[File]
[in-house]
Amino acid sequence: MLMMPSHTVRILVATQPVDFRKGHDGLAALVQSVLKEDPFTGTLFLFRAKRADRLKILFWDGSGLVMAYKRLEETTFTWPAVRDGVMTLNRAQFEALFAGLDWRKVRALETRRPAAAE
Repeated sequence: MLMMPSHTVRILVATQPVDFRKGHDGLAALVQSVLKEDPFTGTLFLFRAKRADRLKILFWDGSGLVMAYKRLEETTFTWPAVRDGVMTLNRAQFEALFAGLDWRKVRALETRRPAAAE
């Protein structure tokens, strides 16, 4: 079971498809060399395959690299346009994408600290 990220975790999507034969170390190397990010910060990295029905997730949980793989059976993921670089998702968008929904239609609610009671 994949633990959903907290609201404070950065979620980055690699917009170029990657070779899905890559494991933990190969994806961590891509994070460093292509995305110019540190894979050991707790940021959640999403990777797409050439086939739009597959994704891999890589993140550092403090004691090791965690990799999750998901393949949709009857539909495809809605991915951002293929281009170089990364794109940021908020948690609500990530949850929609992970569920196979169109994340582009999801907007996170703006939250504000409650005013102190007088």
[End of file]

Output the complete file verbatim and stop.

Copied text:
[in-house]
Amino acid sequence: MLMMPSHTVRILVATQPVDFRKGHDGLAALVQSVLKEDPFTGTLFLFRAKRADRLKILFWDGSGLVMAYKRLEETTFTWPAVRDGVMTLNRAQFEALFAGLDWRKVRALETRRPAAAE
Repeated sequence: MLMMPSHTVRILVATQPVDFRKGHDGLAALVQSVLKEDPFTGTLFLFRAKRADRLKILFWDGSGLVMAYKRLEETTFTWPAVRDGVMTLNRAQFEALFAGLDWRKVRALETRRPAAAE
């Protein structure tokens, strides 16, 4: 079971498809060399395959690299346009994408600290 990220975790999507034969170390190397990010910060990295029905997730949980793989059976993921670089998702968008929904239609609610009671 994949633990959903907290609201404070950065979620980055690699917009170029990657070779899905890559494991933990190969994806961590891509994070460093292509995305110019540190894979050991707790940021959640999403990777797409050439086939739009597959994704891999890589993140550092403090004691090791965690990799999750998901393949949709009857539909495809809605991915951002293929281009170089990364794109940021908020948690609500990530949850929609992970569920196979169109994340582009999801907007996170703006939250504000409650005013102190007088």